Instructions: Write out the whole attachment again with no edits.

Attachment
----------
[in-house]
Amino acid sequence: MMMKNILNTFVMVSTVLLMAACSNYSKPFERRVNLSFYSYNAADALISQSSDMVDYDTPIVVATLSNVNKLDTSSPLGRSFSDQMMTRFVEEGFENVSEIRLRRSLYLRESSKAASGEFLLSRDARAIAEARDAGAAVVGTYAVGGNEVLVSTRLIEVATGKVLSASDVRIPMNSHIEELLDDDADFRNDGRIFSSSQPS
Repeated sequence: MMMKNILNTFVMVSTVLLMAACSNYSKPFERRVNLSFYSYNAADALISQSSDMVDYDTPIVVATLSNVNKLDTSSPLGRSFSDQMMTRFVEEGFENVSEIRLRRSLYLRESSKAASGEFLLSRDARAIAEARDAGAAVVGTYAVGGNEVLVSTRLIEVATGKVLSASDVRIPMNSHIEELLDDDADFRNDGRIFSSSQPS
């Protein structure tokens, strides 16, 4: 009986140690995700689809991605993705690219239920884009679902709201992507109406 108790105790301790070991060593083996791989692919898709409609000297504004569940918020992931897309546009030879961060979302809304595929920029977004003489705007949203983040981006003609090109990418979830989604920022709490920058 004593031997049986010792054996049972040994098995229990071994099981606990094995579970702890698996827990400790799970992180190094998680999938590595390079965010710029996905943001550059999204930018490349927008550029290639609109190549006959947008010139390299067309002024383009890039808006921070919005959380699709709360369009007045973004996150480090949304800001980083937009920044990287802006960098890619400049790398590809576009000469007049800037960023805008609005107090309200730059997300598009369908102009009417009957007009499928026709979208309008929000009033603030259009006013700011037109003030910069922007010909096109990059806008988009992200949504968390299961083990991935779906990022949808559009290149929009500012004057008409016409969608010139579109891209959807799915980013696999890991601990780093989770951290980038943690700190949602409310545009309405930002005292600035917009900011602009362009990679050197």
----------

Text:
[in-house]
Amino acid sequence: MMMKNILNTFVMVSTVLLMAACSNYSKPFERRVNLSFYSYNAADALISQSSDMVDYDTPIVVATLSNVNKLDTSSPLGRSFSDQMMTRFVEEGFENVSEIRLRRSLYLRESSKAASGEFLLSRDARAIAEARDAGAAVVGTYAVGGNEVLVSTRLIEVATGKVLSASDVRIPMNSHIEELLDDDADFRNDGRIFSSSQPS
Repeated sequence: MMMKNILNTFVMVSTVLLMAACSNYSKPFERRVNLSFYSYNAADALISQSSDMVDYDTPIVVATLSNVNKLDTSSPLGRSFSDQMMTRFVEEGFENVSEIRLRRSLYLRESSKAASGEFLLSRDARAIAEARDAGAAVVGTYAVGGNEVLVSTRLIEVATGKVLSASDVRIPMNSHIEELLDDDADFRNDGRIFSSSQPS
């Protein structure tokens, strides 16, 4: 009986140690995700689809991605993705690219239920884009679902709201992507109406 108790105790301790070991060593083996791989692919898709409609000297504004569940918020992931897309546009030879961060979302809304595929920029977004003489705007949203983040981006003609090109990418979830989604920022709490920058 004593031997049986010792054996049972040994098995229990071994099981606990094995579970702890698996827990400790799970992180190094998680999938590595390079965010710029996905943001550059999204930018490349927008550029290639609109190549006959947008010139390299067309002024383009890039808006921070919005959380699709709360369009007045973004996150480090949304800001980083937009920044990287802006960098890619400049790398590809576009000469007049800037960023805008609005107090309200730059997300598009369908102009009417009957007009499928026709979208309008929000009033603030259009006013700011037109003030910069922007010909096109990059806008988009992200949504968390299961083990991935779906990022949808559009290149929009500012004057008409016409969608010139579109891209959807799915980013696999890991601990780093989770951290980038943690700190949602409310545009309405930002005292600035917009900011602009362009990679050197």